72 Jean-Marie De Koninck
320
the
12th
number n such that n! + 1 is prime (see the number 116).
323
the smallest Fibonacci pseudoprime : the only other one known is 377; for the
definition of a Fibonacci pseudoprime, see Ribenboim [169], pp. 126-127.
324
the
13th
number n such that n! 1 is prime (see the number 166).
325
the third pseudoprime in base 7: the ten smallest pseudoprimes in base 7 are
6, 25, 325, 561, 703, 817, 1 105, 1 825, 2 101 and 2 353;
the smallest (and possibly the only one) 3-hyperperfect number: we say that
a number n is 3-hyperperfect if it can be written as n = 1 + 3
d|n
1dn
d (which is
equivalent to the condition 3σ(n) = 4n + 2); see the number 21;
the smallest number which can be written as the sum of two squares in three
distinct ways: 325 = 12 + 182 = 62 + 172 = 102 + 152 (see the number 50).
330
the smallest number n such that π(n) = n/5; if, for each integer m 2, we set
Am = {n N : n/π(n) = m}, one can prove that #Am 1
for78
each m 2;
a clever computation provides the following table:
78Here
is how one can prove this result, first established in 1962 by S.W. Golomb [91]. Let as
usual p1, p2, . . . stand for the increasing sequence of prime numbers. Given an arbitrary integer
m 2, one needs to show that equation
n
π(n)
= m has at least one solution n. Since π(x) = o(x),
it follows that for all ε 0, there exists n0 = n0(ε) such that
π(n)
n
ε for all n n0. This is why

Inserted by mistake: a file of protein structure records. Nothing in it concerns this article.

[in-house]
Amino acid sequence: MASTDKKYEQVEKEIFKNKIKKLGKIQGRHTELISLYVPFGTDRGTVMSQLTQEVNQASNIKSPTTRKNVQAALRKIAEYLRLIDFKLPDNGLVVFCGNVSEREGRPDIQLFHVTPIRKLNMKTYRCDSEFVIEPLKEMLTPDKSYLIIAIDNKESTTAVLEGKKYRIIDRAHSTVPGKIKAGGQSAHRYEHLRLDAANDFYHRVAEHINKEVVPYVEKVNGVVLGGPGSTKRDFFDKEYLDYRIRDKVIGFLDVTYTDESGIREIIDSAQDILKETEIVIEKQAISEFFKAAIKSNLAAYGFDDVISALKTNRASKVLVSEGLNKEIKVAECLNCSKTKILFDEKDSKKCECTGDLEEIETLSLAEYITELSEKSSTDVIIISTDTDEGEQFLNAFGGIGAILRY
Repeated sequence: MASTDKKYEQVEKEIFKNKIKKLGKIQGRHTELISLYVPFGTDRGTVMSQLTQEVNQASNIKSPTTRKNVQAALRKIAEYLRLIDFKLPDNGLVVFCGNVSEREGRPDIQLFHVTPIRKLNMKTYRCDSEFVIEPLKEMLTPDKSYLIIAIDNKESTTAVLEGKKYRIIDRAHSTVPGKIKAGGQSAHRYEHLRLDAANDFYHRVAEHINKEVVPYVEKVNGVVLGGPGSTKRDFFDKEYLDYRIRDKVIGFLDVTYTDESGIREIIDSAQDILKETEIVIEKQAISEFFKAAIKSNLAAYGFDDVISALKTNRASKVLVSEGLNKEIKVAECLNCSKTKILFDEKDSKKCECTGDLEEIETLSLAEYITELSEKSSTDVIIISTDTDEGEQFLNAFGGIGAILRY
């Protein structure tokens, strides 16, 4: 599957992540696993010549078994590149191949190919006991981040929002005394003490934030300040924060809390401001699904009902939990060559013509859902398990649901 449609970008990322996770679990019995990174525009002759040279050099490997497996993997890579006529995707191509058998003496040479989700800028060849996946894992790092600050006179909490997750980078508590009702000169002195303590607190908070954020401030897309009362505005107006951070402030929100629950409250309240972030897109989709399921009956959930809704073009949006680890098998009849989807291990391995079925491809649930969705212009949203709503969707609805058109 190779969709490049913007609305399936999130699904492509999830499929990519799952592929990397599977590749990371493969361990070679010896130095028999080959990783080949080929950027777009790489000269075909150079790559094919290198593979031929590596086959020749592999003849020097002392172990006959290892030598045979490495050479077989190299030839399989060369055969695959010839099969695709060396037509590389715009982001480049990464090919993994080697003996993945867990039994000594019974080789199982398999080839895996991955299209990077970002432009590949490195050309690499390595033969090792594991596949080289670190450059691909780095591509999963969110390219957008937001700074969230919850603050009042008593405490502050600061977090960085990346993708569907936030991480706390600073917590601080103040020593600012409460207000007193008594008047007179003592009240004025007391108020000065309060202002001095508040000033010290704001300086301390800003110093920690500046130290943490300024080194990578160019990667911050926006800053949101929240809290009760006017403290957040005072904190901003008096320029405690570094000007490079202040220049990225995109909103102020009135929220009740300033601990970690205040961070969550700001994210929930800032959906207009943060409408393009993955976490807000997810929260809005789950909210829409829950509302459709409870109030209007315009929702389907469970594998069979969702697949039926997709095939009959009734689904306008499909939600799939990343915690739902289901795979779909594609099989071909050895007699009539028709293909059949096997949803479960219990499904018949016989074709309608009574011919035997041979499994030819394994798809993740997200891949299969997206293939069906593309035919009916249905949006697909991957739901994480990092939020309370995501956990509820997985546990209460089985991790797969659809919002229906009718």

there exists a largest prime number pk such that
π(pk )
pk
=
k
pk

1
m
, so that (∗) pk mk. But then,
either mk pk+1 or else mk pk+1. This last case cannot occur, because one would then have
k+1
pk+1
k
pk+1

1
m
, contradicting the minimal choice of pk. Therefore, mk pk+1, an inequality
which coupled with (∗) yields pk mk pk+1 1, so that k = π(pk) π(mk) π(pk+1 1) = k,
which establishes that π(mk) = k. Setting n = mk, it follows that n/π(n) = m, thus providing
the required solution n. It is clear on the other hand that the result holds for an arbitrary set of
positive integers of zero density. In other words, one can also prove the following result:
Let {an} be an infinite sequence of positive integers, and let C(x) = #{an x}.
Assume that C(x) = o(x) when x ∞. Then there exists a positive integer η such that
the set of integer values taken by the quotient n/C(n) is equal to the set {m : m η}.
Moreover, η = 1 if and only if a1 = 1.
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